Loss of the pass phrase should be looked at as another point of failure and balanced based on your risks. I think you put humans too low my friend. Computers were created from our own mind and modeled after us. I don't think its that hard to make something that a brute forcer will have a tough jobtime cracking.
I almost want to challenge it because of the mere fact that everyone on here say it can't be done. Oh you think not? Humans have a desire to be connected It is our creation, thus we've instinctively created a tool that gives our lives more interconnectedness or else it would be useless.
It may be what the internet strives for Na, it's easy for a human to make a password that is hard to crack. The problem with brainwallets is that their purpose is to recreate the wallet with just the pass phrase, so you don't have to save a key.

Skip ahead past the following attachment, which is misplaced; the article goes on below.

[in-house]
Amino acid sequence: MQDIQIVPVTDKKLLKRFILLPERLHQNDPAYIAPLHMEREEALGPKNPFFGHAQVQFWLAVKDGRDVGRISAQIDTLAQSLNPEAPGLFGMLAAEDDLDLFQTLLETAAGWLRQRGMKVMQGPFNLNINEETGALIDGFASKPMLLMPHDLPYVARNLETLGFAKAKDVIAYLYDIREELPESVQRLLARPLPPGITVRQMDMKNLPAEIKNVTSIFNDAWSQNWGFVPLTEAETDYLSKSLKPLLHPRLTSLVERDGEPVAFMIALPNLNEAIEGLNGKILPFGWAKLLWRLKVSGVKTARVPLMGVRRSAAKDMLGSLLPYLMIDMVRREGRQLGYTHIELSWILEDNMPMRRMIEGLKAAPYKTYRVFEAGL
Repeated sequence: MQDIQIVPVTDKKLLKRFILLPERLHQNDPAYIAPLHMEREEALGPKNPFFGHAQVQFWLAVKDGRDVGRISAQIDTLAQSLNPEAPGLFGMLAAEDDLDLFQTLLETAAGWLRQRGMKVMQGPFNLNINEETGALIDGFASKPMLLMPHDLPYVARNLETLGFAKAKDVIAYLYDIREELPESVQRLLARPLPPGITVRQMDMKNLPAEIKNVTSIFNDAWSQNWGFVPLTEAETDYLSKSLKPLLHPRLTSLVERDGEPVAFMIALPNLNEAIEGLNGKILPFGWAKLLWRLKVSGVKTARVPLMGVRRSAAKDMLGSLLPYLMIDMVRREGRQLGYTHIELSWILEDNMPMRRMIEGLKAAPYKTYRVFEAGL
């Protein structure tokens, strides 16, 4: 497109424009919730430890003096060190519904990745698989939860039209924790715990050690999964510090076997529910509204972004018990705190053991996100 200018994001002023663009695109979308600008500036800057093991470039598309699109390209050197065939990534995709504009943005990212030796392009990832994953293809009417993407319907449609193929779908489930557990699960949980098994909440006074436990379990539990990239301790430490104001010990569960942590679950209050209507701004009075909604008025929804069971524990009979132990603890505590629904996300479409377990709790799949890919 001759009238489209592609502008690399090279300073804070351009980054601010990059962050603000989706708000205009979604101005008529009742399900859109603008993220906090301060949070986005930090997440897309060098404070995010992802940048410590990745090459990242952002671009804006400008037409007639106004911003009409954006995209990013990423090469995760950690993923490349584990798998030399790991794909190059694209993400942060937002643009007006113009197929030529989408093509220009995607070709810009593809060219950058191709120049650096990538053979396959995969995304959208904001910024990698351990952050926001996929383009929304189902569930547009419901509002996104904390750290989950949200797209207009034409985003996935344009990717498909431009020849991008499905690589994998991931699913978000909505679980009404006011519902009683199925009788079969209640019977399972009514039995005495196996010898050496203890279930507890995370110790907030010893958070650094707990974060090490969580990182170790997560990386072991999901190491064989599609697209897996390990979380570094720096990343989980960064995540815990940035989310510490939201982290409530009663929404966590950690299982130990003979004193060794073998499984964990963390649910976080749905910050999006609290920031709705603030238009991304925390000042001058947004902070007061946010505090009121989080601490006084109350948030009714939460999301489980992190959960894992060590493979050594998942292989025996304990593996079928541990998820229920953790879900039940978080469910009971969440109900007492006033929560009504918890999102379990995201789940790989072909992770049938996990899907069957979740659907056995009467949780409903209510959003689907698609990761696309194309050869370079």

Sit an average internet user down and instruct them to "create a password you can remember that is strong so it can't be cracked. Most users have been trained by the internet that 8 characters, one uppercase, one lowercase, and one number are secure. A decent random number generator uses the system clock, keyboard jitter, and mouse inputs to add entropy to it's numbers Just use 12 random diceware words for a brainwallet, 4 words for a password. Diceware is a method for creating passphrases , passwords , and other cryptographic variables using an ordinary die from a pair of dice as a hardware random number generator.